By 300 Sandwiches
These meat and cheese-filled hand pies are Nebraska staples (they serve them up at fast food joints in the middle of the country as do McDonalds or Burger King with hamburgers). I’ve never had the joy of eating at one of these shops, which perhaps is a sign I’m due for a good ol’ fashioned road trip. A reader suggested I make these a months ago and have been waiting for a cold night in to bake them. Runzas, or bierocks as they’re also called, are perfect winter weather eats. They can be made in a rectangular bun shape, or round, or half moon, like I did mine. The half moon versions give them a Hot Pocket like dimension. But they’re better. Trust me.
Here is the basic recipe, which E loved so much he ate two of them. I’m going to make more of these and mix up the fillings. These are crying out for some bacon, yo. And cheese. More cheese! I’ll also do a vegetarian Indian inspired version because it’s cold outside and our house is full of carrots and greens and spices and no meat and it’s too cold to go shopping so I’ll use what I have!
Crap. I’m out of flour. Gotta go out anyway.
Just when my fingers had thawed from my last trip.
1 1/4 ounce packet of active dry yeast
3/4 cup water
3 tablespoons sugar
3 3/4 cups flour (I used a mix of white and whole wheat because I ran of whole wheat)
12 teaspoons butter (1 1/2 stick, softened at room temperature)
2 teaspoons flaky sea salt
1 pound ground beef
1/2 medium head cabbage, chopped
3 cloves garlic, minced
1/2 white onion, chopped
1 teaspoon thyme
1 teaspoon rosemary
1/2 teaspoon chili power
1/2 teaspoon red chili flakes
1 cup shredded Monterey jack or parmesan cheese (optional)
1 egg white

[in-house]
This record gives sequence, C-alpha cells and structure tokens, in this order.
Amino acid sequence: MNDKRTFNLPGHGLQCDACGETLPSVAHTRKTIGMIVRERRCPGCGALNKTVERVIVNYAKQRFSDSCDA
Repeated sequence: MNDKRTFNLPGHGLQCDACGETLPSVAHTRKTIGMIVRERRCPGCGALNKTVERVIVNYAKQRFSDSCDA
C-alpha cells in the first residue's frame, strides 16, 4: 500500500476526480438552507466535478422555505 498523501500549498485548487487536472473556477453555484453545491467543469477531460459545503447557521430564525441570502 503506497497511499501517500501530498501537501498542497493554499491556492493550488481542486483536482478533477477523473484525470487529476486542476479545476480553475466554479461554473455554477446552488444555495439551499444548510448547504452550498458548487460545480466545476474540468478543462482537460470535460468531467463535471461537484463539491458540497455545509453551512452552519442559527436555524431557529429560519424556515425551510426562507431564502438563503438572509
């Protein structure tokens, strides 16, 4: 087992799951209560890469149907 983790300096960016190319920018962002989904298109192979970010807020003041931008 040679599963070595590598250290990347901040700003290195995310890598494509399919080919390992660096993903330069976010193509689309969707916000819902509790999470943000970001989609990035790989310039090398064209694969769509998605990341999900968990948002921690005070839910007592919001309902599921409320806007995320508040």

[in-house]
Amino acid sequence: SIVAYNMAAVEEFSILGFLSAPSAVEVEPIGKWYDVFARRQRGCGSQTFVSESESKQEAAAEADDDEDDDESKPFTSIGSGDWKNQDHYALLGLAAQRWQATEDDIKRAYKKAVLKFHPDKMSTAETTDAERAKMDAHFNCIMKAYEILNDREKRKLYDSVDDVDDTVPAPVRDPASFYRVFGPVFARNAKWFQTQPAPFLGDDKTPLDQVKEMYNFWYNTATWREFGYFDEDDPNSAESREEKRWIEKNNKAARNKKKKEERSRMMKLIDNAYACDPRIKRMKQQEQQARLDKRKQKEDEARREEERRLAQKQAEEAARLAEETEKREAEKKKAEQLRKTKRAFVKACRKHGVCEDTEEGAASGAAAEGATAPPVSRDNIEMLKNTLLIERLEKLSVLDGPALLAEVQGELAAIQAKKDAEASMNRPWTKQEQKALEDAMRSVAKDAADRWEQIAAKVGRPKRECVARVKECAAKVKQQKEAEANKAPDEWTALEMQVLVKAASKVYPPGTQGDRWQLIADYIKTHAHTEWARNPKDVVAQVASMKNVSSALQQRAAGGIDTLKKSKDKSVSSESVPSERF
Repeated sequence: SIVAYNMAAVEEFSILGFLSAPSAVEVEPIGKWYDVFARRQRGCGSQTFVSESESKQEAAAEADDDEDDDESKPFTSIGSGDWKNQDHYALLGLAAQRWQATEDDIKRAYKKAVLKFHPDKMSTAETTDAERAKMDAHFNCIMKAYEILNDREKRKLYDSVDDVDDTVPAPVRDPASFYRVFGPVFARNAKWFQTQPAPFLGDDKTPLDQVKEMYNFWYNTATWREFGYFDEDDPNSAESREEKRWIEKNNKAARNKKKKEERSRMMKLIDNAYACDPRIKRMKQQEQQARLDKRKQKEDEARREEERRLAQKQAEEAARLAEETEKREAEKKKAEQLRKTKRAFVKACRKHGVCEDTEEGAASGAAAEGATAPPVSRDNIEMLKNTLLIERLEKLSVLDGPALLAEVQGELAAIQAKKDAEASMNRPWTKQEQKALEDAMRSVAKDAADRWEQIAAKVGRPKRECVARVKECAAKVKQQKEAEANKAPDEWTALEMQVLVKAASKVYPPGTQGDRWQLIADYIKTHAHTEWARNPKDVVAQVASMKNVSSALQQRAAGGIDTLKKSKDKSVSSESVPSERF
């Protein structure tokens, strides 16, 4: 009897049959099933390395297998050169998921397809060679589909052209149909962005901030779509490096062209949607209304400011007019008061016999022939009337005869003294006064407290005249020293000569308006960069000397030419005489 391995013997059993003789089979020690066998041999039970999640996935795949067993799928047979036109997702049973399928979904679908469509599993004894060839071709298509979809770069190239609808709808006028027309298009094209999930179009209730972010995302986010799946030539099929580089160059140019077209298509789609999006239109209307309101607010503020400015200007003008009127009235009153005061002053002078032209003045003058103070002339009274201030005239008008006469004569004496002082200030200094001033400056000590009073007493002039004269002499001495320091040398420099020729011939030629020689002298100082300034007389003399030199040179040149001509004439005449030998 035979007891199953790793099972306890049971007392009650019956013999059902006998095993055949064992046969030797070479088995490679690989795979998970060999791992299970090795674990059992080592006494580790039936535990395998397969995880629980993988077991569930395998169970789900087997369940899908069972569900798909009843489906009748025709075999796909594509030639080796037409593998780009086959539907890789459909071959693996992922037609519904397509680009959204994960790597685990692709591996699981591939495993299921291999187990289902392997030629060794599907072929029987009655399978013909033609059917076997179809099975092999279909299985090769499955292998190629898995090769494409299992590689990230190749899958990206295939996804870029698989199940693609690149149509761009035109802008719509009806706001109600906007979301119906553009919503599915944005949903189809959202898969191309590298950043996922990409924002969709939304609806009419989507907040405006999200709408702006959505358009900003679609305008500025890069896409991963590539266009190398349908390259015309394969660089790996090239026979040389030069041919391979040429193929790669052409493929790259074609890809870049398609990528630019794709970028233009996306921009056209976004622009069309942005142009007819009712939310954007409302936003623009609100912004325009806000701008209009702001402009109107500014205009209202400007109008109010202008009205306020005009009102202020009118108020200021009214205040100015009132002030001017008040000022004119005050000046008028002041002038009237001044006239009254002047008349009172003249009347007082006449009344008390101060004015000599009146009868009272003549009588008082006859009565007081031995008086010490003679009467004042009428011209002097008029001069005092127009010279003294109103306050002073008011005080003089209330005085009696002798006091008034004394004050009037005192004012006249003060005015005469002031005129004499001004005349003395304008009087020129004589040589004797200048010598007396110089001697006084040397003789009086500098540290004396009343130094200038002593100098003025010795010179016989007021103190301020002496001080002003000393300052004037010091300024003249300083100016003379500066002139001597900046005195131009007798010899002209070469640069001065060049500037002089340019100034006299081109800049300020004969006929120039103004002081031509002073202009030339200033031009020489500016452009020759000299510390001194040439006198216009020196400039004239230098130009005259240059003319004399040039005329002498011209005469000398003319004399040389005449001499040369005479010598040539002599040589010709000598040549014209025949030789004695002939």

1/2 tablespoon water
Make the dough: combine yeast, water and sugar in large bowl. Let sit until foamy, about 5 minutes. Next add eggs and whisk. Then add half the flour, then butter and salt, and mix with large spoon until mix comes together. Add rest of flour until all of the dough comes together in a stiff, tacky ball. Place dough in a large, buttered bowl covered for about an hour, and let dough rise.
Then, section dough into 8 sections. Roll dough into 8 small balls, and let rise for another 30 minutes or so.
Meanwhile, make the filling: brown ground beef in large skillet for about 5 minutes until barely browned. remove from heat and scoop meat out of skillet with slotted spoon, draining grease. Pour out most of grease from skillet, and melt a pat of butter in skillet. Toss in garlic, then onion, and cabbage, and brown for about 3 minutes. Add back in meat, add spices and combine together, cooking for another minute.
Preheat oven to 350 degrees.
Assemble runzas: roll our each ball of dough into a flat circle. Scoop a spoonful or two of the meat in the middle. Add cheese if desired. Pull one end of the dough up and over meat and towards opposite end. Seal edges with a fork. Whisk egg white and water in a small bowl to make egg wash, and brush over the top of runs. Place on a parchment paper lined baking sheet, and cook in oven for 25-30 minutes. When ready, remove from oven, slice in half and serve. Makes eight pockets.
Who makes the best runza you’ve ever tasted, in Nebraska or beyond? Leave your thoughts below or on our Facebook page!by